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RGO - Revista Gaúcha de Odontologia

Print version ISSN 0103-6971On-line version ISSN 1981-8637

RGO, Rev. Gaúch. Odontol. vol.67  Campinas  2019  Epub Dec 20, 2019 


The use of audiovisual distraction eyeglasses as a resource in Pediatric dental care: a case series

Uso dos óculos audiovisuais como recurso de distração na clínica de Odontopediatria: série de casos

Ítalo Bruno Silveira ALVES1


Ramon Targino FIRMINO1

Monalisa Cesarino GOMES2

Edja Maria Melo de Brito COSTA1

1Universidade Estadual da Paraíba, Departamento de Odontologia. Rua das Baraúnas, 351, Bodocongó, 58429-500, Campina Grande, PB, Brasil.

2Unifacisa, Faculdade de Odontologia. Campina Grande, PB, Brasil.



This study aimed to report a case series on the use of audiovisual distraction eyeglasses in children during dental care.


The influence of the distraction tool on the children’s heart rate frequency and dental care experience was further investigated. The study children had their heart rate recorded during three clinical appointments and underwent the following procedures: 1) anamnesis; 2) modified atraumatic restorative treatment with the child wearing audiovisual eyeglasses; and 3) modified atraumatic restorative treatment without the use of audiovisual eyeglasses. The interval between appointments was up to one week. The heart rate was measured using a pulse oximeter, and a post-treatment questionnaire was applied after the three appointments. The sample consisted of five children aged 4 to 7 years attending the Pediatric Dental Clinics of the State University of Paraíba.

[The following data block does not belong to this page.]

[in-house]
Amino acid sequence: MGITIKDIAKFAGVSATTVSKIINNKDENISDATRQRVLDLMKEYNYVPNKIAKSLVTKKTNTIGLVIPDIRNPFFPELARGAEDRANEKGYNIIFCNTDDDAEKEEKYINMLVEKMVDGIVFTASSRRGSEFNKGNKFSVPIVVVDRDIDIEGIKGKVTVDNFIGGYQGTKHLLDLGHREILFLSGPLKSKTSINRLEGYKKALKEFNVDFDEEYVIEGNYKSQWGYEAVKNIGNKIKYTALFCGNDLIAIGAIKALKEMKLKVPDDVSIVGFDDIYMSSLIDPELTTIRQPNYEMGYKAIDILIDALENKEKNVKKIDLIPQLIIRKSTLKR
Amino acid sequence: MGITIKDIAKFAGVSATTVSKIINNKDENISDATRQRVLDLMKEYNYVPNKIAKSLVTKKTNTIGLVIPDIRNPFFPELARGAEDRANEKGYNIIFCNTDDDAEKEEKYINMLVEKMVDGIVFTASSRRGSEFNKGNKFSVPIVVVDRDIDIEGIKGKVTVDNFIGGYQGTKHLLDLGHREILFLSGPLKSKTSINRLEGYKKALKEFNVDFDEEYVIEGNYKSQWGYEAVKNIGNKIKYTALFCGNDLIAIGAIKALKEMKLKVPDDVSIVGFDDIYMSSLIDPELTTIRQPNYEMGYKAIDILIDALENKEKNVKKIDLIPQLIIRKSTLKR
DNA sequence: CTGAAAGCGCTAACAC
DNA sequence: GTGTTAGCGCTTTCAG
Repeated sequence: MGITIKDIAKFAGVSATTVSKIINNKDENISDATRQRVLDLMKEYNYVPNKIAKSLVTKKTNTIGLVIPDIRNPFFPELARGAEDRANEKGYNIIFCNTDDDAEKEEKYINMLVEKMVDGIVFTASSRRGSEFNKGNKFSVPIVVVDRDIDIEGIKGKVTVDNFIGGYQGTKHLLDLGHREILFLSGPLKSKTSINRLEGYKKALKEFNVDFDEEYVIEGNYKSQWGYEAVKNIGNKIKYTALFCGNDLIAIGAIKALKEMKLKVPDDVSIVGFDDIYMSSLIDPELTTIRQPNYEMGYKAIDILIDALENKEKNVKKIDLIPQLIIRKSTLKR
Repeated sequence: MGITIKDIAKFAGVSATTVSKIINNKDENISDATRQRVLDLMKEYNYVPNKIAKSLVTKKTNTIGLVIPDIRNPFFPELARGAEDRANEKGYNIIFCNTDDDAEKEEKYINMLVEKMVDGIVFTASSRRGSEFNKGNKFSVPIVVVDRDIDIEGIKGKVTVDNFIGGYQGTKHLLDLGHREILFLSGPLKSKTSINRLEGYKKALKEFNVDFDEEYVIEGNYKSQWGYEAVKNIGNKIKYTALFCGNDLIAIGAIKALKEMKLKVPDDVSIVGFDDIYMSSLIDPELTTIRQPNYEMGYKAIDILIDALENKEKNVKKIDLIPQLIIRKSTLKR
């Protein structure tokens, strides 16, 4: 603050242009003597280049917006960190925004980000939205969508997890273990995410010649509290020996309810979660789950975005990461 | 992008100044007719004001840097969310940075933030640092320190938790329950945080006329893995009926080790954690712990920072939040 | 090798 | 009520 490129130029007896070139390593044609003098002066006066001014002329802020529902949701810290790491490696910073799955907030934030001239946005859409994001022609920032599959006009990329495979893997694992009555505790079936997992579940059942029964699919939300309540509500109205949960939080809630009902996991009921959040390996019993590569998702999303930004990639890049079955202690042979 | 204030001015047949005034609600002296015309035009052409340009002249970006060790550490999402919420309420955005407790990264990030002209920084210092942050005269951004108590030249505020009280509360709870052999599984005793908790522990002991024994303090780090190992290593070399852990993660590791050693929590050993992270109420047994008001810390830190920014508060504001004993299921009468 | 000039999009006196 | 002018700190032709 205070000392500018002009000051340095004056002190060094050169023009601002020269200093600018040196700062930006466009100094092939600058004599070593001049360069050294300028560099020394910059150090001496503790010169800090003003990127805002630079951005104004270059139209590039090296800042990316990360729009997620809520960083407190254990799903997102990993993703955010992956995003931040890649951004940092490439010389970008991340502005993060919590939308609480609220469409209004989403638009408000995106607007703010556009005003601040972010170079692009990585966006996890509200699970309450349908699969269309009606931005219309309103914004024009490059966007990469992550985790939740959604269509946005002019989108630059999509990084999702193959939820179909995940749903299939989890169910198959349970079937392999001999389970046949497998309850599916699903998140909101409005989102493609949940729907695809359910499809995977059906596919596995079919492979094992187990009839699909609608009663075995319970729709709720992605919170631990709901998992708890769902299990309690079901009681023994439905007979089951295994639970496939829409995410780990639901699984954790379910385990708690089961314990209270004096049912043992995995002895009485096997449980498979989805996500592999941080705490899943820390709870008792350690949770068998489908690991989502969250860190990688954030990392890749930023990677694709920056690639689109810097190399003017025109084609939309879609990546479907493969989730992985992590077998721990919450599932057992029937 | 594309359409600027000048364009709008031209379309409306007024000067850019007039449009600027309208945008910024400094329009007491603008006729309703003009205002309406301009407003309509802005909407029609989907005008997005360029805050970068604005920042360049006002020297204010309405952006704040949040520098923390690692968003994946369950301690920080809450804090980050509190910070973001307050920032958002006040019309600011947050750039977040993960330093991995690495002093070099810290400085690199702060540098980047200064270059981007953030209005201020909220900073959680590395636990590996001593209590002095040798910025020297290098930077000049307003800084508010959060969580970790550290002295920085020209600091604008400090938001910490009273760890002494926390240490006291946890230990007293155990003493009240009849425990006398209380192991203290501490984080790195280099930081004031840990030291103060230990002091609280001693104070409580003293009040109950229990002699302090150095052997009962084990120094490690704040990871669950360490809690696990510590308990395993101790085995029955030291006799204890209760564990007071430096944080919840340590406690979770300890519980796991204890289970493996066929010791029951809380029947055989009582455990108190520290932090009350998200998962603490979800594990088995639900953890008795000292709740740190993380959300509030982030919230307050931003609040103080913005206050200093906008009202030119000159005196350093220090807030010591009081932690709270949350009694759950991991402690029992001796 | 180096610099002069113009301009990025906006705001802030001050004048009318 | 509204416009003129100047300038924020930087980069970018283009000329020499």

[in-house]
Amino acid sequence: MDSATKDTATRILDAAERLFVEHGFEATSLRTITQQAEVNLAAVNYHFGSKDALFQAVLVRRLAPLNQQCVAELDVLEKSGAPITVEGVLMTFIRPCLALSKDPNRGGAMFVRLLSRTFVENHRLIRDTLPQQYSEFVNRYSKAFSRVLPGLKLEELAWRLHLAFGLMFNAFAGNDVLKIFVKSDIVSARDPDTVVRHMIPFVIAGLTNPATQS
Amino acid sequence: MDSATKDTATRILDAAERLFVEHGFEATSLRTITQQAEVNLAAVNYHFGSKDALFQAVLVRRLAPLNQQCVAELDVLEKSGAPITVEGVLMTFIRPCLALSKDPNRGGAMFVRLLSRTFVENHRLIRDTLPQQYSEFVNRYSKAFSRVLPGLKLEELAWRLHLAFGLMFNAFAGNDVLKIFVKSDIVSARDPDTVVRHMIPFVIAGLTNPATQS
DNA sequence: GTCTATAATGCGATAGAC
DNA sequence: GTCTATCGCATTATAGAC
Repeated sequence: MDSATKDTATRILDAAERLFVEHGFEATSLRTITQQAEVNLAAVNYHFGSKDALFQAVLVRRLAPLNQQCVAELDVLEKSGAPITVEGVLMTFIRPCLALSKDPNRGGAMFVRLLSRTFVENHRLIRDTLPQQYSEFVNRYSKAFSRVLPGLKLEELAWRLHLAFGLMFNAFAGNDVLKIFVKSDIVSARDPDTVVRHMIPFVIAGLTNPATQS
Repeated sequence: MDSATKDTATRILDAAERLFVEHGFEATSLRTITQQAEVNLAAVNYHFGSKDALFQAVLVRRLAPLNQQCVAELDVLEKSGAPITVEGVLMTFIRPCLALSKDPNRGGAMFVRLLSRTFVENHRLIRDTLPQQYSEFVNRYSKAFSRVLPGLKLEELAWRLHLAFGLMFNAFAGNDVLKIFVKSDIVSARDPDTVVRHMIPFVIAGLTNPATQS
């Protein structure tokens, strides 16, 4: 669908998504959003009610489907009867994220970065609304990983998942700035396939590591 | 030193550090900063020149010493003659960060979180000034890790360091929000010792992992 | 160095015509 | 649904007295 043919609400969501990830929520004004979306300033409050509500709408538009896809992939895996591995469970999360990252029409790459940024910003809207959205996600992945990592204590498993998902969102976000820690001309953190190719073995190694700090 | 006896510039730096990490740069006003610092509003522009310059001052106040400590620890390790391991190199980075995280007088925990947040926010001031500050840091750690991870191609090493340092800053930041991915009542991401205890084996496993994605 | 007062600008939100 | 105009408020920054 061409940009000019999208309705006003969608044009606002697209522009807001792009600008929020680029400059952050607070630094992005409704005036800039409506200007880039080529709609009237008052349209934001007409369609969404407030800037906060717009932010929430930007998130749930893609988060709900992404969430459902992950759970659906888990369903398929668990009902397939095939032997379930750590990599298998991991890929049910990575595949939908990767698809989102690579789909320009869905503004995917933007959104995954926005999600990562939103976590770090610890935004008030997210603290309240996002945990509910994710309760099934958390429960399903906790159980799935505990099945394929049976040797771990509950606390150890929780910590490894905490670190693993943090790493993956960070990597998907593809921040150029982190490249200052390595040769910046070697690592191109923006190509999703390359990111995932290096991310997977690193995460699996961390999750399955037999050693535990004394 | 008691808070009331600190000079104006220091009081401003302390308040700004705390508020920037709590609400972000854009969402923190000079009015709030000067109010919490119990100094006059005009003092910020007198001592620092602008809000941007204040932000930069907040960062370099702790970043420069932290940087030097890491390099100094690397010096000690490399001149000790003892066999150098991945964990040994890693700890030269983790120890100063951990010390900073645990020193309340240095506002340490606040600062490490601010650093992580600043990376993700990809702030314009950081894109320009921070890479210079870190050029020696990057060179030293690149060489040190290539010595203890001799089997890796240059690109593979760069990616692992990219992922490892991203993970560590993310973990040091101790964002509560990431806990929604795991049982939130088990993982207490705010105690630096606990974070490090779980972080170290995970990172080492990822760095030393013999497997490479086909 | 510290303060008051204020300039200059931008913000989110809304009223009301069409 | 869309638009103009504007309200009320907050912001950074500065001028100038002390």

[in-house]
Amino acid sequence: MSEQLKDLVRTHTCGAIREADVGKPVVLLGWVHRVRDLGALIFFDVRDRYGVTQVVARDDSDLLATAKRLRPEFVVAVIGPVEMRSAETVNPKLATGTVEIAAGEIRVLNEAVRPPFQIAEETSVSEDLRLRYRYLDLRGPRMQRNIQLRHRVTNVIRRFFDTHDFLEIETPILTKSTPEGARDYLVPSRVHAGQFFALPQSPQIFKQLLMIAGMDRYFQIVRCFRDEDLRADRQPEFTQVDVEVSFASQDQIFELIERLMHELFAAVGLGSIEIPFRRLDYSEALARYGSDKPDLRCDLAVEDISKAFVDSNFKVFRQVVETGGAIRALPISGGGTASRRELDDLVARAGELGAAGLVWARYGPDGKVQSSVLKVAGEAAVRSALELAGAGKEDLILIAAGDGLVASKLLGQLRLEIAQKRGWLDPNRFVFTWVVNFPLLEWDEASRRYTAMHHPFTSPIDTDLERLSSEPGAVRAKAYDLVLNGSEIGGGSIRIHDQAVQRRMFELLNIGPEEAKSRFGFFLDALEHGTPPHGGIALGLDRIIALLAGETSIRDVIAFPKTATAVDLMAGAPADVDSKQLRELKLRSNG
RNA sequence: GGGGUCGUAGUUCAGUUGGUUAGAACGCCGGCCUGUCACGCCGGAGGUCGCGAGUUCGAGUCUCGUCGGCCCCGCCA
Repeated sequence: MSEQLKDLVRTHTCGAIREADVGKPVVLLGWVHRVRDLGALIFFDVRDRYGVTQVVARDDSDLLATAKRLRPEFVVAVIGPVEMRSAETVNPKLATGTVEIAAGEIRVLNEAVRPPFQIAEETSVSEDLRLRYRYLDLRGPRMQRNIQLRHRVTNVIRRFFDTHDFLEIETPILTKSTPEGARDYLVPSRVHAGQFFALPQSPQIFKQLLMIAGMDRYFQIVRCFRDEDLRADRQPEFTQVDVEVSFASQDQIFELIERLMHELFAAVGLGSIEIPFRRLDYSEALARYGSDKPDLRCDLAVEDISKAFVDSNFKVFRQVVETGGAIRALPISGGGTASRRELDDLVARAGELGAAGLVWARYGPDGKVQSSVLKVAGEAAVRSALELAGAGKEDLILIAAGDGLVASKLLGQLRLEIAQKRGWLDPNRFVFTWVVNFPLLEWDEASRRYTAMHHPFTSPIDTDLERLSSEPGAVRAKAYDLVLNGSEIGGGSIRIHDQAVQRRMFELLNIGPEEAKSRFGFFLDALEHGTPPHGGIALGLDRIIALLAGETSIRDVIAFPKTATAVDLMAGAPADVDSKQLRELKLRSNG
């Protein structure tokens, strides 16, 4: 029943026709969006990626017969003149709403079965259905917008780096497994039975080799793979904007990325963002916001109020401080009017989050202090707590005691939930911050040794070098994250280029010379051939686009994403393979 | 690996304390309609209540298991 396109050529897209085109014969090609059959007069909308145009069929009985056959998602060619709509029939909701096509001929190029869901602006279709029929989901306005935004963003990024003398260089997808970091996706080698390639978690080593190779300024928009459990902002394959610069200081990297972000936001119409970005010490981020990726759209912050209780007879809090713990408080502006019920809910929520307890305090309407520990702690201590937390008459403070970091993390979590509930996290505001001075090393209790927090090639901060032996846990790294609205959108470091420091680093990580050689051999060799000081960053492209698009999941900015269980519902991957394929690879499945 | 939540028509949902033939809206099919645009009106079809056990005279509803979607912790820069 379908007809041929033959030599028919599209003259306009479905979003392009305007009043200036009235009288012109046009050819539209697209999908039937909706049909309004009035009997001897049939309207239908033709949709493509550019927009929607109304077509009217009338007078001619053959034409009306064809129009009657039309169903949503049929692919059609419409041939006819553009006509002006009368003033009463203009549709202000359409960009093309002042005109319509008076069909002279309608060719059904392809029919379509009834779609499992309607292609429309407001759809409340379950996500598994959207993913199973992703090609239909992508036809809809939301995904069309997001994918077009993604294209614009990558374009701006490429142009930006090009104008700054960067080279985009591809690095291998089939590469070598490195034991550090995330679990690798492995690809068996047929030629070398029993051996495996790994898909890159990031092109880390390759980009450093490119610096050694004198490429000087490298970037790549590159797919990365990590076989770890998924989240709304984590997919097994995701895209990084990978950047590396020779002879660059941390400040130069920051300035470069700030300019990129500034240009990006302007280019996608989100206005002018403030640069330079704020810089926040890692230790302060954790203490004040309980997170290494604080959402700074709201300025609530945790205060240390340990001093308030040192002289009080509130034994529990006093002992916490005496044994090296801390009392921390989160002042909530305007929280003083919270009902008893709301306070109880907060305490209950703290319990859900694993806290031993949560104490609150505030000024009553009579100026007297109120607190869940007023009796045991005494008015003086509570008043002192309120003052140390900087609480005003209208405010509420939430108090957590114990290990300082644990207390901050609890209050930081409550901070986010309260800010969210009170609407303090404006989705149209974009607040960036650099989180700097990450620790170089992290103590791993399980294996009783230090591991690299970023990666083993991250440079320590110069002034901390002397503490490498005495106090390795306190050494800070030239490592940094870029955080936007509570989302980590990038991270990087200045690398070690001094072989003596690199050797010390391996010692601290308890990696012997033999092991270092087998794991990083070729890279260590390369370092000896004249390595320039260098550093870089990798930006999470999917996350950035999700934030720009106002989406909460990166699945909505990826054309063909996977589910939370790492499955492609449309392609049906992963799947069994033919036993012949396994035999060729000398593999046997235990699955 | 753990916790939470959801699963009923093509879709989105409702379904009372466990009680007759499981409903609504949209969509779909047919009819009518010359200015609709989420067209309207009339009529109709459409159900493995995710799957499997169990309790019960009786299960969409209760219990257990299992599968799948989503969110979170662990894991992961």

While wearing the audiovisual eyeglasses, the children’s individual heart rates were lower in the second dental visit as compared to the first and third ones. The post-treatment questionnaire revealed a preference for the use of audiovisual distraction eyeglasses as the children felt more comfortable, pleased, and had a reduced pain perception and anxiety.


The heart rate decrease observed herein suggests that audiovisual eyeglasses may contribute to reducing anxiety during dental care.

Indexing terms Audiovisual Aids; Handling; Pediatric Dentistry



Relatar uma série de casos sobre o uso dos óculos audiovisuais em crianças durante o atendimento odontológico, bem como sua interferência na frequência cardíaca e percepção sobre o atendimento.


As crianças foram analisadas em três atendimentos clínicos para registro das frequências cardíacas: 1) realização da anamnese; 2) execução de um tratamento restaurador atraumático modificado (a criança usando os óculos audiovisuais) e 3) execução de um tratamento restaurador atraumático modificado sem a ferramenta de distração. O intervalo entre os atendimentos foi de até uma semana. A frequência cardíaca foi monitorada, por meio de um oxímetro de pulso e ao final da etapa dos três atendimentos, um questionário pós-tratamento foi aplicado. A amostra foi constituída por 5 crianças entre 4 e 7 anos de idade, atendidas na clínica de Odontopediatria da Universidade Estadual da Paraíba.


As frequências cardíacas individuais e as médias intermediárias do segundo atendimento, com os óculos audiovisuais, foram menores em relação ao primeiro e o terceiro; o questionário pós-tratamento revelou uma preferência no uso dos óculos audiovisuais por serem mais confortáveis, agradáveis, e por sentirem menor percepção dolorosa e ansiedade.


A redução da frequência cardíaca com os óculos audiovisuais sugere a redução da ansiedade durante o atendimento odontológico.